Eye Guidance in Reading and Scene Perception

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G. Underwood
Elsevier, Jul 16, 1998 - Psychology - 466 pages
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The distinguished contributors to this volume have been set the problem of describing how we know where to move our eyes. There is a great deal of current interest in the use of eye movement recordings to investigate various mental processes. The common theme is that variations in eye movements indicate variations in the processing of what is being perceived, whether in reading, driving or scene perception. However, a number of problems of interpretation are now emerging, and this edited volume sets out to address these problems. The book investigates controversies concerning the variations in eye movements associated with reading ability, concerning the extent to which text is used by the guidance mechanism while reading, concerning the relationship between eye movements and the control of other body movements, the relationship between what is inspected and what is perceived, and concerning the role of visual control attention in the acquisition of complex perceptual-motor skills, in addition to the nature of the guidance mechanism itself.
The origins of the volume are in discussions held at a meeting of the European Society for Cognitive Psychology (ESCOP) that was held in Wurzburg in September 1996. The discussions concerned the landing effect in reading, an effect, that if substantiated, would provide evidence of the use of parafoveal information in eye guidance, and these discussions were explored in more detail at a small meeting in Chamonix, in February 1997. Many of the contributors to this volume were present at the meeting, but the arguments were not resolved in Chamonix either. Other leaders in the field were invited to contribute to the discussion, and this volume is the product. The argument remains unresolved, but the problem is certainly clearer.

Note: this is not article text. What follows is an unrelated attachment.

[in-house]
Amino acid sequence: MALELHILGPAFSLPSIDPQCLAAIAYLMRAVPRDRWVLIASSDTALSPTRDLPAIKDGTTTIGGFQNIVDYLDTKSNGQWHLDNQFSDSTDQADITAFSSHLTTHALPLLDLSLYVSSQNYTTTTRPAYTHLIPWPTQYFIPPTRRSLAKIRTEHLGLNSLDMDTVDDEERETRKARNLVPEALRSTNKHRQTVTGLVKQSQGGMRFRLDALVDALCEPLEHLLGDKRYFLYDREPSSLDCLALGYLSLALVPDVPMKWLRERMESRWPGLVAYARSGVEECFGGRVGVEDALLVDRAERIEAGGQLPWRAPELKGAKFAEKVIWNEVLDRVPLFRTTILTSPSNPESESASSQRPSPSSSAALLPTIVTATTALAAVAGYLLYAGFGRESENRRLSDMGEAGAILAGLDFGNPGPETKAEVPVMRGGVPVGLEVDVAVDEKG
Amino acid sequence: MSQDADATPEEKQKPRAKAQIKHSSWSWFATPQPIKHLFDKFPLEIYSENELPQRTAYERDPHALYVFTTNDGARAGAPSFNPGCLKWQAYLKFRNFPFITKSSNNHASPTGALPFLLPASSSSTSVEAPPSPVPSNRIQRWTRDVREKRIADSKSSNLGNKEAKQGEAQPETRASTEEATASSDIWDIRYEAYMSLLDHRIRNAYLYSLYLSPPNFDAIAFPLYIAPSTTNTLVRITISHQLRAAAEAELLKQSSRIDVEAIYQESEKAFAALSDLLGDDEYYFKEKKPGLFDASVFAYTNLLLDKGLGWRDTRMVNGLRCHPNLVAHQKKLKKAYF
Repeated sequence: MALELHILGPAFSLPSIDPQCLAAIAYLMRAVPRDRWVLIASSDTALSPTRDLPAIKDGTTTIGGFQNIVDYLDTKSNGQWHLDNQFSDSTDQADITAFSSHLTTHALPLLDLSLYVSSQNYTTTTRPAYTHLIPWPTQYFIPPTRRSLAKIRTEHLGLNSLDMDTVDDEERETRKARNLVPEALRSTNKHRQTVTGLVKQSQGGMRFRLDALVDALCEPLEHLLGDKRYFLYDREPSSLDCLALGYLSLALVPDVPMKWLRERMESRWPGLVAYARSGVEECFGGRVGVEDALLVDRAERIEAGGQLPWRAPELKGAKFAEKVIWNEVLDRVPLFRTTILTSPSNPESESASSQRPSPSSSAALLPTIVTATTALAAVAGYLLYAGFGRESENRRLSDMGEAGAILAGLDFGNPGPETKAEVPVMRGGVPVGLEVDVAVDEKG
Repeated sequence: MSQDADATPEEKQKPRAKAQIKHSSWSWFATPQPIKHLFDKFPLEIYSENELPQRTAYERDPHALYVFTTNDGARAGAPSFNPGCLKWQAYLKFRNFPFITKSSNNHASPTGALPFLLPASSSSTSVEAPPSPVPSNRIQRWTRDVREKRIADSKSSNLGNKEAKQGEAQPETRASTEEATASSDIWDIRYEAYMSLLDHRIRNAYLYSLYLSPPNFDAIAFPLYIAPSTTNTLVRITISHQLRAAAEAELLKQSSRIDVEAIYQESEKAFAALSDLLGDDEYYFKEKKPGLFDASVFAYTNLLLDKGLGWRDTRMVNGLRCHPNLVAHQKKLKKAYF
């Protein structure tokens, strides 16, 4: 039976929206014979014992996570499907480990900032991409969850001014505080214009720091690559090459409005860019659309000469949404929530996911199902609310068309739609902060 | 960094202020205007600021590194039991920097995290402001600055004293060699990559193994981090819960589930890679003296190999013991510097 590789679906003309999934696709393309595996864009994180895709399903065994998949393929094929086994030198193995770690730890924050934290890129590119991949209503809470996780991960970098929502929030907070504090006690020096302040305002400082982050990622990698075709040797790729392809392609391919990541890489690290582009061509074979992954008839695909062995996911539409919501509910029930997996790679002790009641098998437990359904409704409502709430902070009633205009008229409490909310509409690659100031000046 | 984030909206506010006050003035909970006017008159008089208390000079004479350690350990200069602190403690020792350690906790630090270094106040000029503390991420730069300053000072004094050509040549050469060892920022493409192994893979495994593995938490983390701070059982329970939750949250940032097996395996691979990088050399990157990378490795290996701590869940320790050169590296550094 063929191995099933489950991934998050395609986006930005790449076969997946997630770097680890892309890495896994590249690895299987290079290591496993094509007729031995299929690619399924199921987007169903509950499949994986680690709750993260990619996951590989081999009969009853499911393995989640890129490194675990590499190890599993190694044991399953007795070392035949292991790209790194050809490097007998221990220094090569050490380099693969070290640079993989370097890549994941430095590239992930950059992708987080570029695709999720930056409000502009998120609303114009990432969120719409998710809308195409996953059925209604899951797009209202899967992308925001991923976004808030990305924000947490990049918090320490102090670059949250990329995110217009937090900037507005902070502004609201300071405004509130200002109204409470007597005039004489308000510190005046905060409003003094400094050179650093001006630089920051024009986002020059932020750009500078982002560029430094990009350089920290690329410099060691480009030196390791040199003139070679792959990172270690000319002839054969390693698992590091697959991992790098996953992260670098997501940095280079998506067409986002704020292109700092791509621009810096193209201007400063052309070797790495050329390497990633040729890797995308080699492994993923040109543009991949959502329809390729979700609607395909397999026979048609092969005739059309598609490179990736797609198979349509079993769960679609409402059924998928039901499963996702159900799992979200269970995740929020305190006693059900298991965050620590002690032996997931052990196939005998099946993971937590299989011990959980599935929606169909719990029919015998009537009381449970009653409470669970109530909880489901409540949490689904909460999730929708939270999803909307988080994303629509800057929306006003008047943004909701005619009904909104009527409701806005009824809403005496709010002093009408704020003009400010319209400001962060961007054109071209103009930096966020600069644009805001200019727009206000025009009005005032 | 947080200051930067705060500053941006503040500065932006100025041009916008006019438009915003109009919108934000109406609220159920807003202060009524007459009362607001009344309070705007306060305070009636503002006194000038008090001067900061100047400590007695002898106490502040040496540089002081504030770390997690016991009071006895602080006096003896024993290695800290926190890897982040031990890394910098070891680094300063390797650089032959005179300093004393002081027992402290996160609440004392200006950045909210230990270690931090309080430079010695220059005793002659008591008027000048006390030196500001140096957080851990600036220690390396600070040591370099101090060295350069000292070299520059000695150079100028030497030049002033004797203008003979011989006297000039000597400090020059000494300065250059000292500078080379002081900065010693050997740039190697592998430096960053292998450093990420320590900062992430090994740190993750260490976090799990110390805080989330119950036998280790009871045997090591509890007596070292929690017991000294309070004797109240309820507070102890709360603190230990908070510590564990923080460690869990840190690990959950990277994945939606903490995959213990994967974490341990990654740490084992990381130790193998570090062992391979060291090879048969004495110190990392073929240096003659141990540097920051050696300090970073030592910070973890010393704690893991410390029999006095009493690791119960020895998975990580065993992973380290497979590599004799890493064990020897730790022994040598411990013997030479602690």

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Contents

Reading Visual Search Picture Perception and Driving
1
Chapter 2 Definition and Computation of Oculomotor Measures in the Study of Cognitive Processes
29
Chapter 3 Eye Movements and Measures of Reading Time
55
Chapter 4 Determinants of Fixation Positions in Words During Reading
77
Chapter 5 About Regressive Saccades in Reading and Their Relation to Word Identification
101
Implications for Theories of Eye Movement Control in Reading
125
Evidence for a Processing TradeOff
149
Chapter 8 Parafoveal Pragmatics
181
Chapter 13 Eye Guidance and Visual Search
295
Objects Popping Out of Schemas
313
Moving Masks and Moving Windows
337
Chapter 16 Film Perception The Processing of Film Cuts
357
Event Types and the Role of Experience in Viewing Driving Situations
369
Chapter 18 How Much Do Novice Drivers See? The Effects of Demand on Visual Search Strategies in Novice and Experienced Drivers
395
Chapter 19 The Development of the Eye Movement Strategies of Learner Drivers
419
Chapter 20 What the Drivers Eye Tells the Cars Brain
431

Chapter 9 Foveal Processing Load and Landing Position Effects in Reading
201
Chapter 10 Individual Differences in Reading and Eye Movement Control
223
An Overview and Model
243
An Overview
269

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About the author (1998)

Geoffrey Underwood is Head of the Department of Psychology at the University of Nottingham. His areas of research include eyetracking, specifically in the contexts of accident research and in reading, and the interaction of children with computers and each other in the classroom.

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